Webb works with students and teachers today in teaching the Singapore style of math instruction, spreading best practices of the teaching style popularized in the Southeast Asian nation that aims to instill number sense in learners by building understanding around sets of ten. In doing so she continues her approach to make real connections with both teachers and students.

Webb has fond memories of the connections she was able to make with students and parents when she participated in the practice of looping with a class several years. Essentially, Webb was the students’ teacher for kindergarten, first, and second grade. She said it was one of the best decisions she ever made as an educator.

Over the time that she was a teacher for this class, Webb created memory books for each of her students—maybe 24 in all—and input different mementos for each student throughout the year. In October, for example, the students made imprints of their hands with white paint and decorated the prints to look like ghosts. Sometimes Webb would host a “cooking” session in class where the class would make a dish, such as ice cream and toppings, and write down the ingredients of the recipe to be included in their books.

The students Webb looped with are in high school today, and some of them are still in touch with her.

““There are a lot of things that aren’t in the curriculum that people care about,” Webb said.

“So I had Ms. Webb for Kindergarten, First and Second Grade and she was definitely one of my favorite teachers,” says one of Webb’s former students in a video that Webb recently published to YouTube. I am a junior in high school now and I would definitely say that Ms. Webb is definitely one of my favorite teachers.”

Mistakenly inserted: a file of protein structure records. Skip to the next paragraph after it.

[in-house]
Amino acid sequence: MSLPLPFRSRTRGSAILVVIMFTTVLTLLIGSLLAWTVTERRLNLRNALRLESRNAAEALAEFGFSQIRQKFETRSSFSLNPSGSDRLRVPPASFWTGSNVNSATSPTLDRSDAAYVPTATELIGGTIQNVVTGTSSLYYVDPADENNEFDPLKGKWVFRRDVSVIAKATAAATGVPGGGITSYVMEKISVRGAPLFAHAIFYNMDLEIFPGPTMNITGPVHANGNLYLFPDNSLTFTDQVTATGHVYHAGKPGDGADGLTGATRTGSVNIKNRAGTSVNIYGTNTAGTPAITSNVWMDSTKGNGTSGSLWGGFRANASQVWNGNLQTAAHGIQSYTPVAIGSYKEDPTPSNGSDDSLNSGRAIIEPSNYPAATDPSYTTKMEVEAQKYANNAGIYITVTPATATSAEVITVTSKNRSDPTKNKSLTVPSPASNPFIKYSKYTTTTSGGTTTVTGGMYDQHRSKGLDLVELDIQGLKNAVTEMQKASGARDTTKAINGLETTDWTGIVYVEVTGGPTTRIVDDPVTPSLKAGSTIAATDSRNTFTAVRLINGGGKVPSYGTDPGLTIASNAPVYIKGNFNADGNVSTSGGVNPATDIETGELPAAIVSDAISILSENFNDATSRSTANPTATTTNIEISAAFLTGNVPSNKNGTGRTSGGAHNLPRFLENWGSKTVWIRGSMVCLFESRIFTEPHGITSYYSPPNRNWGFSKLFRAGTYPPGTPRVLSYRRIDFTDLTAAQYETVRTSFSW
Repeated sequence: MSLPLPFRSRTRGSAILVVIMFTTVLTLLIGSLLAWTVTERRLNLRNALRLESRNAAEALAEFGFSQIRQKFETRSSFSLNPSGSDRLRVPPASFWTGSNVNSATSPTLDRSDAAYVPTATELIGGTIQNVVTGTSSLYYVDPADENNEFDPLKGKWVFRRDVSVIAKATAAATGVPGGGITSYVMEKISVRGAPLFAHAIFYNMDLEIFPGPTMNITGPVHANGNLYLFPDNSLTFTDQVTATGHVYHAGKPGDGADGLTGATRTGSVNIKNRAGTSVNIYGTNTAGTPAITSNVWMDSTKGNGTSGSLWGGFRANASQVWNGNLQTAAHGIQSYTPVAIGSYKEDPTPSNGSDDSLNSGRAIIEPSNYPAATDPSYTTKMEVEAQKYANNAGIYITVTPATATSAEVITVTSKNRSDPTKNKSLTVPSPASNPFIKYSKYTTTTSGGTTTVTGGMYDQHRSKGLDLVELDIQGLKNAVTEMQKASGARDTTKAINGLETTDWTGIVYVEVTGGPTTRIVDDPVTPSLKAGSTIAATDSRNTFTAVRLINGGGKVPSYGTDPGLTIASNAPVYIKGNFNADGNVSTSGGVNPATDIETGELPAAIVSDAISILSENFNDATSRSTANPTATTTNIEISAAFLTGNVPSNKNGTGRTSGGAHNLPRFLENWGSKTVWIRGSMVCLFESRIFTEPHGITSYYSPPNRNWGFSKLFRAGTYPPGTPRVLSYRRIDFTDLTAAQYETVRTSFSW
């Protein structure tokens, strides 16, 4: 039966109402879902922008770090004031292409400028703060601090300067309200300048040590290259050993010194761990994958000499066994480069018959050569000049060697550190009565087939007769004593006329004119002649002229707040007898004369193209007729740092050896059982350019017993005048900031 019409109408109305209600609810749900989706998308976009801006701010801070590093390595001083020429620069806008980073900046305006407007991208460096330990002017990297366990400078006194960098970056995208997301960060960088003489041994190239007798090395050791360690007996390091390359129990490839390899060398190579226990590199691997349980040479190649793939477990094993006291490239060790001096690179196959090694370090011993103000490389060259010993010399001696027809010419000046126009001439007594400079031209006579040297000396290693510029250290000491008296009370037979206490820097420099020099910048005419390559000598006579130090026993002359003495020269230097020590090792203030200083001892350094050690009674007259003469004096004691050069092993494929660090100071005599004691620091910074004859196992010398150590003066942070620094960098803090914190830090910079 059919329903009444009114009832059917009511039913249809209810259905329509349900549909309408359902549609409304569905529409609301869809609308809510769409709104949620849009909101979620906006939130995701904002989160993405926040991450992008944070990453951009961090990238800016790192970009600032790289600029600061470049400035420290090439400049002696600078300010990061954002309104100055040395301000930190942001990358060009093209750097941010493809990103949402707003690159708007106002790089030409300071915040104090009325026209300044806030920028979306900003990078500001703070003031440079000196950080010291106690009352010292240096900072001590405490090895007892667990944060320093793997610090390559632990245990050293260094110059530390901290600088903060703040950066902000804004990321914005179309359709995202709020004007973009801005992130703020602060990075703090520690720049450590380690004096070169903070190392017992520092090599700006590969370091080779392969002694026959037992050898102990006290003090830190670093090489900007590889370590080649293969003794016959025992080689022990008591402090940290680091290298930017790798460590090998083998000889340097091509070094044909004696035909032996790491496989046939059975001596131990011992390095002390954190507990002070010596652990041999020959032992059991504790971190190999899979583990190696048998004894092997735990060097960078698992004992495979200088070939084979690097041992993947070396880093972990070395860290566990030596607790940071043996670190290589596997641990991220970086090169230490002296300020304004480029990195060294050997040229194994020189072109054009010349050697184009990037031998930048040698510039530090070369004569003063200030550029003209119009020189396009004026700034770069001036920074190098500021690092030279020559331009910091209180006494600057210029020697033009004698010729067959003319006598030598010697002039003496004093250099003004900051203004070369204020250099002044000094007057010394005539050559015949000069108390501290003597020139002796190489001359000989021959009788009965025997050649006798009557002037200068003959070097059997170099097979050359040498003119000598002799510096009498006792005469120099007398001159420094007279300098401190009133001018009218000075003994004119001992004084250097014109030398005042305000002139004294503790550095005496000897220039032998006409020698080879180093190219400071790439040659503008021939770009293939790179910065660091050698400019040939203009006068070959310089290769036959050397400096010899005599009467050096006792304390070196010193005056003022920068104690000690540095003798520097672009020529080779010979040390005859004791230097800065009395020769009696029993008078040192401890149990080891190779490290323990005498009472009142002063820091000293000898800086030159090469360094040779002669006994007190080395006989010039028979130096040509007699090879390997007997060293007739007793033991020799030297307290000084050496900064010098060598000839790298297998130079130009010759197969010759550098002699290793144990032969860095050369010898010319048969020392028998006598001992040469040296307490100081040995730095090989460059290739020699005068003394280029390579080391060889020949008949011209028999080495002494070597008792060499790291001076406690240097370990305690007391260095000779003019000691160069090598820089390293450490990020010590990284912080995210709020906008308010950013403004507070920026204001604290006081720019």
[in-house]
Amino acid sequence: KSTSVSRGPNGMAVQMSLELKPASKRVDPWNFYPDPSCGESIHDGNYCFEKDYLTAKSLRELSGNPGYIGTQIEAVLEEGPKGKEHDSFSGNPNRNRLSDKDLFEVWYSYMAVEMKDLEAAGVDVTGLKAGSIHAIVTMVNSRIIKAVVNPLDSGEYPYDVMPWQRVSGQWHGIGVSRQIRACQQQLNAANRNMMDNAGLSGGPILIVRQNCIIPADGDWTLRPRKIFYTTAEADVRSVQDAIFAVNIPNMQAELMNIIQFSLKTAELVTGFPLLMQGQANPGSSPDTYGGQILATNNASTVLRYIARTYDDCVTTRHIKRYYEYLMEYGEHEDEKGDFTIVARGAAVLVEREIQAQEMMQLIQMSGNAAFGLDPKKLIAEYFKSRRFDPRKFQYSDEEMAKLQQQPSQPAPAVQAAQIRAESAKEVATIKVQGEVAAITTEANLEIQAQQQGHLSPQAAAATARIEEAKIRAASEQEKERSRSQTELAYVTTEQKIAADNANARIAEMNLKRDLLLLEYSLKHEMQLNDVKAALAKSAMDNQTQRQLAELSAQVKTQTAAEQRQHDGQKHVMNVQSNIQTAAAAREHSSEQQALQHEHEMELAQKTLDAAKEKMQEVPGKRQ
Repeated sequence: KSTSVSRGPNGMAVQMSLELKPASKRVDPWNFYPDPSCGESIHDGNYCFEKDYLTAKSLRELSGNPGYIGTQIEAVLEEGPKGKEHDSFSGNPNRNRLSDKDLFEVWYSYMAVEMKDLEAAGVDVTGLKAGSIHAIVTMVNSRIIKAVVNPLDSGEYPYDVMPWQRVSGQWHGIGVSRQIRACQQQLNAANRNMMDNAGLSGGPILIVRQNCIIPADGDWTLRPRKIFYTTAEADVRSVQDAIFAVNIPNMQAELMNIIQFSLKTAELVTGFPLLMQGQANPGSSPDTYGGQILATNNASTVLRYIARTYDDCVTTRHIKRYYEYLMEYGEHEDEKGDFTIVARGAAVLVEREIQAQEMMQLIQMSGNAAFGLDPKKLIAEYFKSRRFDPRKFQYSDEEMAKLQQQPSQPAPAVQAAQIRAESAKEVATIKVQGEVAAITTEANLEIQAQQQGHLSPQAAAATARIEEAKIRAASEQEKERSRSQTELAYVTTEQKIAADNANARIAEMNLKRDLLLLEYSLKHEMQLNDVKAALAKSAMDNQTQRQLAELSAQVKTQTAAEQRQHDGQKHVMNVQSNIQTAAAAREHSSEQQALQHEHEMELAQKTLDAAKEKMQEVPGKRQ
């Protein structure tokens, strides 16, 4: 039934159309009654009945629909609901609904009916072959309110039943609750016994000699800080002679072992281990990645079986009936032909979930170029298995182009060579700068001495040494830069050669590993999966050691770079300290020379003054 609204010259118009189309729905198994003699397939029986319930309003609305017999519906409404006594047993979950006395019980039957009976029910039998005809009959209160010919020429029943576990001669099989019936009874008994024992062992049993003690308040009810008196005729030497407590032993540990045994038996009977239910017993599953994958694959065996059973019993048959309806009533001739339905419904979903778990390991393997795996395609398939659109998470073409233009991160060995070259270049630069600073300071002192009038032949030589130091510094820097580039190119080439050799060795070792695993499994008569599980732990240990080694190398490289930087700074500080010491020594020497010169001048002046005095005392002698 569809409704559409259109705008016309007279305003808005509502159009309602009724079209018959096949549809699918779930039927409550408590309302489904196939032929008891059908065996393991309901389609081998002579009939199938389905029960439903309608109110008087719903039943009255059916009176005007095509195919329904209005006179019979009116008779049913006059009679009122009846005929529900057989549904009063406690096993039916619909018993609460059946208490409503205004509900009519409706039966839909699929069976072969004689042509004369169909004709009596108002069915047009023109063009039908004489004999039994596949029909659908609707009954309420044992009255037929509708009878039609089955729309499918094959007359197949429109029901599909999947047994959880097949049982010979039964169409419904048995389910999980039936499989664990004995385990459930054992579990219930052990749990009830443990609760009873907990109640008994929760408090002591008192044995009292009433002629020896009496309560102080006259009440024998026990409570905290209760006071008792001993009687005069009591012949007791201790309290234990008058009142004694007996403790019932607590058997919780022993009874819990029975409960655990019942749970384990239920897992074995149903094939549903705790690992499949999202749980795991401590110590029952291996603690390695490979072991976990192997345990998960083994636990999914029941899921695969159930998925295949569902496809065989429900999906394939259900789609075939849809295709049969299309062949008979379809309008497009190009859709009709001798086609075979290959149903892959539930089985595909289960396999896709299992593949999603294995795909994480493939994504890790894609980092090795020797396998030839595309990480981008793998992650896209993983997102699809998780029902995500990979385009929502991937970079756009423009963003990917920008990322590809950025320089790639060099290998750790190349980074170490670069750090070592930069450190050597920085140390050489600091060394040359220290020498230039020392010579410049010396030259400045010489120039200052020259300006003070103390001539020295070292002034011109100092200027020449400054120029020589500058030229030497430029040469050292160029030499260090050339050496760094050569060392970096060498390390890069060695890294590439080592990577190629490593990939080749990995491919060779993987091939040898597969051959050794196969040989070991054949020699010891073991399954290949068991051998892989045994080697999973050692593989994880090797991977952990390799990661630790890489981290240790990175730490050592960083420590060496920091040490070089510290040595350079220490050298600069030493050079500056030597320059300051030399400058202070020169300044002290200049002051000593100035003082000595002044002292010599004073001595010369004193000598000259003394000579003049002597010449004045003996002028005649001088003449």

In addition to the awards and scholarships Webb received this year, she has accrued a number of teaching honors over the course of her career.

She has traveled to Nova Scotia to study small mammal populations. She has participated in the Sino-American Bridge for Education and Health, a professional development organization for K-12 teachers in the U.S. and China. She participated in the U.S. National Oceanic Atmospheric Administration’s Teachers at Sea Program. She won first place in the 2014 Teaching Excellence in Global Education competition from Fayetteville State University. She traveled to other educators to learn about education, religion, and politics.

Webb relishes these opportunities to expand her skills outside of the classroom, and she regularly looks for opportunities to find ways to grow.

“Going to professional development in other places where people are choosing to be there to be can be really rejuvenating.”

Working with the Burroughs Wellcome Fund has been a standout among her experiences

“Working with Burroughs Wellcome Fund is actually the one place that I feel not only appreciates ingenuity of teachers but encourages it I feel extremely supported by them and it’s a just such a blessing to be working with them.”